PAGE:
Veterinary and Biomedical Sciences, Department of
Phylogenetic analysis of Brazilian bovine viral diarrhea virus type 2 (BVDV-2) isolates: evidence for a subgenotype within BVDV-2
Date of this Version
Phylogenetic analysis divides bovine viral diarrhea viruses (BVDV) into two different genotypes (BVDV1 and BVDV2). BVDV1 strains have been further subdivided into two to 11 subgenotypes. Phylogenetic analysis of BVDV2 isolates, however, has not been able to identify discrete subgenotypes. In this study, we identified six South American BVDV2 strains and one North American BVDV2 strain that cluster to a separate genetic group within BVDV2, thus representing a distinct subgenotype. The 5’ untranslated region (UTR) sequence homology between these six strains and other BVDV2 from North America, Europe and Asia (81.7%) is lower than the homology used to segregate BVDV1 into BVDV1a and BVDV1b (83.6%). Most nucleotide differences observed between the two subgroups of BVDV2 were concentrated in two regions, which also harbor most of the differences seen between BVDV1a and BVDV1b. To determine if this segregation was real, an additional analysis was performed comparing NS2/3 sequences. Analysis of a conserved sequence located between nucleotides 6670 and 7186 of the NS2/3 coding region also segregated these isolates to a separate group. The sequence homology between the two subgroups (86.3%) was higher than the homology in the 5’UTR (81.7%), with mean sequence homologies of 91 and 87.2% within the proposed subgroups. In contrast to the 5’UTR, alignment of the NS2/3 sequences revealed nucleotide differences distributed across the region. These results demonstrate that BVDV2 isolates cluster to two genetically distinct subgroups within BVDV2. The differences in both the 5’UTR and NS2/3 are consistent and justify this segregation. We suggest that BVDV2 may thereafter be subgenotyped into BVDV2a and BVDV2b. The existence of subgroups within the BVDV2 genotype with genetic heterogeneity similar to that seen among BVDV1 subgroups argues against BVDV2 isolates arising from BVDV1 in a recent evolutionary event. Unless the evolutionary clocks for BVDV1 and BVDV2 isolates tick along at different rates, these results indicate that BVDV2 have existed as long as BVDV1.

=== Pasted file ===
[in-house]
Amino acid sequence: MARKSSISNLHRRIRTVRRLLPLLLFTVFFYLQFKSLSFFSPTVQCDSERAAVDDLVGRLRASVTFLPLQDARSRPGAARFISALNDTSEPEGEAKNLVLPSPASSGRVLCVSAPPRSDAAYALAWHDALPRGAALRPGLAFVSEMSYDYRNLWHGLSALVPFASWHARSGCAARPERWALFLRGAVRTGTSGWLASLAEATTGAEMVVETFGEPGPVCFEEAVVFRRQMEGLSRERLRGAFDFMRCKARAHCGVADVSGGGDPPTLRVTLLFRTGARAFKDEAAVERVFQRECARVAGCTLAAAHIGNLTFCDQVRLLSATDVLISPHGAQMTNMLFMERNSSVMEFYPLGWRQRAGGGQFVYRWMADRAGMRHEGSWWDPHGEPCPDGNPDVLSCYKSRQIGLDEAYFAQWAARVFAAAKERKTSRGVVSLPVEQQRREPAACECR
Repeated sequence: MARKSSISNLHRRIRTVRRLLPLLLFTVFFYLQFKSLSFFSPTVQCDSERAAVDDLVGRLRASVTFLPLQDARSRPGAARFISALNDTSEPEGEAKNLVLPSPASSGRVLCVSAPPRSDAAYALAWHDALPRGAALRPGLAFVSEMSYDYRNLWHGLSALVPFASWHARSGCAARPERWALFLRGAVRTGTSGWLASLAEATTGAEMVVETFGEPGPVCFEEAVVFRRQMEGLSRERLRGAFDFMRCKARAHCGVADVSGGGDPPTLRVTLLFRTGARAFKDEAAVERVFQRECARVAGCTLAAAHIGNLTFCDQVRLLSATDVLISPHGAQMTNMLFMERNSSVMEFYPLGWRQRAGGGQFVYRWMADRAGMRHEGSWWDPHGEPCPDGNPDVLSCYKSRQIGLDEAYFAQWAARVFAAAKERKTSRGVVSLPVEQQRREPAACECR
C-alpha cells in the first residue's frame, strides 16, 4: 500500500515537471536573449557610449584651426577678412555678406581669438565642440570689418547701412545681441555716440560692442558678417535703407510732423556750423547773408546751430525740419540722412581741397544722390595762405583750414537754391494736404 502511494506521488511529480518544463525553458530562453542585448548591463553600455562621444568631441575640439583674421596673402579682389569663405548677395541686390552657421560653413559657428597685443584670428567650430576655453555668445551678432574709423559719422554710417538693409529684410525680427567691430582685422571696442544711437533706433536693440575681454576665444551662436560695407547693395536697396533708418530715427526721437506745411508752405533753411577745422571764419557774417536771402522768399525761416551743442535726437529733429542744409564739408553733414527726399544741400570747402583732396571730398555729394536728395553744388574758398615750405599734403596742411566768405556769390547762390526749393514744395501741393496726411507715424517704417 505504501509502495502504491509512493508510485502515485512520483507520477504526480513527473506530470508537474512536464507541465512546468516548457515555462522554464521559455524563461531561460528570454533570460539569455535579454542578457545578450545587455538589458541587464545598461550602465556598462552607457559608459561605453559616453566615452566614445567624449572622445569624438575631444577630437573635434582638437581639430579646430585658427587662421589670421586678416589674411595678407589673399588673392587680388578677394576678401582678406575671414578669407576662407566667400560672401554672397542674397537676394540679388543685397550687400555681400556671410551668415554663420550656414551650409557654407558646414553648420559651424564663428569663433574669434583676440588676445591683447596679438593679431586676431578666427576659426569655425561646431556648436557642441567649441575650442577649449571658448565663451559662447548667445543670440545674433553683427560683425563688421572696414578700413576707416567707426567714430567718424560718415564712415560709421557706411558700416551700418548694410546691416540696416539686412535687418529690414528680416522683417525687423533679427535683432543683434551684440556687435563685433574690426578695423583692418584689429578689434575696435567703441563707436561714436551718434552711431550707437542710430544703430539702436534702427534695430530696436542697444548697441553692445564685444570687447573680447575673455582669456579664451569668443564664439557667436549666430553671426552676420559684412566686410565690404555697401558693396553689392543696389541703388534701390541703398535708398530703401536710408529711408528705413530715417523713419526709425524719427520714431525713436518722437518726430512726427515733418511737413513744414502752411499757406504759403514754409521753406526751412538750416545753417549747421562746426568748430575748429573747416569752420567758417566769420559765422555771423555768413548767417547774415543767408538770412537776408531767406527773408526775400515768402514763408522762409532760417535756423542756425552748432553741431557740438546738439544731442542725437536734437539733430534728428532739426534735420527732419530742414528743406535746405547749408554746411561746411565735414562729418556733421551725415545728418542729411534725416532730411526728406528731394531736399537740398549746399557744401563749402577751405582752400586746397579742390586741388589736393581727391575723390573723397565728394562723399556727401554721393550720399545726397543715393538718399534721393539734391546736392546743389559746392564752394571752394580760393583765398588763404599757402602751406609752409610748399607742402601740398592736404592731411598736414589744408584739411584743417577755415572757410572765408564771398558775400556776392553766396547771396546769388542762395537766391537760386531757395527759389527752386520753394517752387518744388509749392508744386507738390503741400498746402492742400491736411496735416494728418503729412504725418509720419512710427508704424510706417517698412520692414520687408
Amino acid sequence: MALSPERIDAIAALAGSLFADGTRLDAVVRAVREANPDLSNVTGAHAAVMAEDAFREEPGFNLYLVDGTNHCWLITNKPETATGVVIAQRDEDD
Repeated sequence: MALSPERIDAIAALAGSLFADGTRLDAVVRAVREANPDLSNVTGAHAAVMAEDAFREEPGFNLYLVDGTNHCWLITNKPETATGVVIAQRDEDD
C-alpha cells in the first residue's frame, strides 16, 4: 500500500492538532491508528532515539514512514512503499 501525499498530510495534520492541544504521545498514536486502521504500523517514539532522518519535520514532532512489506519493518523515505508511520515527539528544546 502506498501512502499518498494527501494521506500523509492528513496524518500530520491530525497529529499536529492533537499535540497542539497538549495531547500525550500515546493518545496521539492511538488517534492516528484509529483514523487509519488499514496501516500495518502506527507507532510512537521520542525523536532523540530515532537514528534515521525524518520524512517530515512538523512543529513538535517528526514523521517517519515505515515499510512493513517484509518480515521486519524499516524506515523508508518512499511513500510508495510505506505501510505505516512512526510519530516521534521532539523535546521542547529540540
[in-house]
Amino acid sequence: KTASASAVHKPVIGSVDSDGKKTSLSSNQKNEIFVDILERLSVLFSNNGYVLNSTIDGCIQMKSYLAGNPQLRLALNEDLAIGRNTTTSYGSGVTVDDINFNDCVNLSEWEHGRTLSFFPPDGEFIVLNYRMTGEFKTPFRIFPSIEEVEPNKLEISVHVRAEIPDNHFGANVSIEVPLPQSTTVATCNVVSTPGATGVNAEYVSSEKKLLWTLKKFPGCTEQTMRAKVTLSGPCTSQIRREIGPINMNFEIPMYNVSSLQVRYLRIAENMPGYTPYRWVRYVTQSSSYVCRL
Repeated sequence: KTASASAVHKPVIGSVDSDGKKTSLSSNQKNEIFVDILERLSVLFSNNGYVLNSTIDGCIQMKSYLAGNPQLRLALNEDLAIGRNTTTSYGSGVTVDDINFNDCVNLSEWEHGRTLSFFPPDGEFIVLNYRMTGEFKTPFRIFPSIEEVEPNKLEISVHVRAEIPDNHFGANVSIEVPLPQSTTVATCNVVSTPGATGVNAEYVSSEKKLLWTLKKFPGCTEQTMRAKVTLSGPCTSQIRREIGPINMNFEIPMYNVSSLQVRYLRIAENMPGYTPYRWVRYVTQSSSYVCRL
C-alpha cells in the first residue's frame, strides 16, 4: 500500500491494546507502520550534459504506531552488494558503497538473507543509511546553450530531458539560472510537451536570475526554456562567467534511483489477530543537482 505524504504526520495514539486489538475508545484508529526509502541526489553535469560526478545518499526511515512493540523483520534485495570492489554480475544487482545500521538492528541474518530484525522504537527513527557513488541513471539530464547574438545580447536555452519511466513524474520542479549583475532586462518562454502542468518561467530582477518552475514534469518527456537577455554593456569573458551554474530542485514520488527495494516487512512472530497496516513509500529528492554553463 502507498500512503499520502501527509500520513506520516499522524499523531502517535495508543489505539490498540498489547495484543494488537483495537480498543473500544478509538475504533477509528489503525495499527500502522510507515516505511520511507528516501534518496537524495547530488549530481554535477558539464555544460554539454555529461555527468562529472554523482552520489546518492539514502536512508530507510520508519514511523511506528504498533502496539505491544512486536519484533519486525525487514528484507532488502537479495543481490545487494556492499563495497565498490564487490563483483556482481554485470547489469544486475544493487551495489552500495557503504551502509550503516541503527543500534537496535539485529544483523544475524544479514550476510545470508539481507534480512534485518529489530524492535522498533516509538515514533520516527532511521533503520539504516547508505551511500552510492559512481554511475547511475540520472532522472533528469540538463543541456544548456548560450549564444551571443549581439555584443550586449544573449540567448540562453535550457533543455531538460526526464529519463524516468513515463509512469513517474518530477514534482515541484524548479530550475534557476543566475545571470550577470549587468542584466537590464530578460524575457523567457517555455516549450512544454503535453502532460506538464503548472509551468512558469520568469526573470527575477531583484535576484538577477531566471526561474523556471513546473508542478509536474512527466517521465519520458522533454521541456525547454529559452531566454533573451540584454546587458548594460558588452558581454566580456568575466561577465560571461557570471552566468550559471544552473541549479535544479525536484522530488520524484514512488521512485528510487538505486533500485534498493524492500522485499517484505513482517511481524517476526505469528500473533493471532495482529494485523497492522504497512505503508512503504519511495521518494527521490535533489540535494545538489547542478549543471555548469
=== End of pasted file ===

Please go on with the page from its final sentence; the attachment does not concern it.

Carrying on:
Published in Virus Research 87 (2002) 51–60.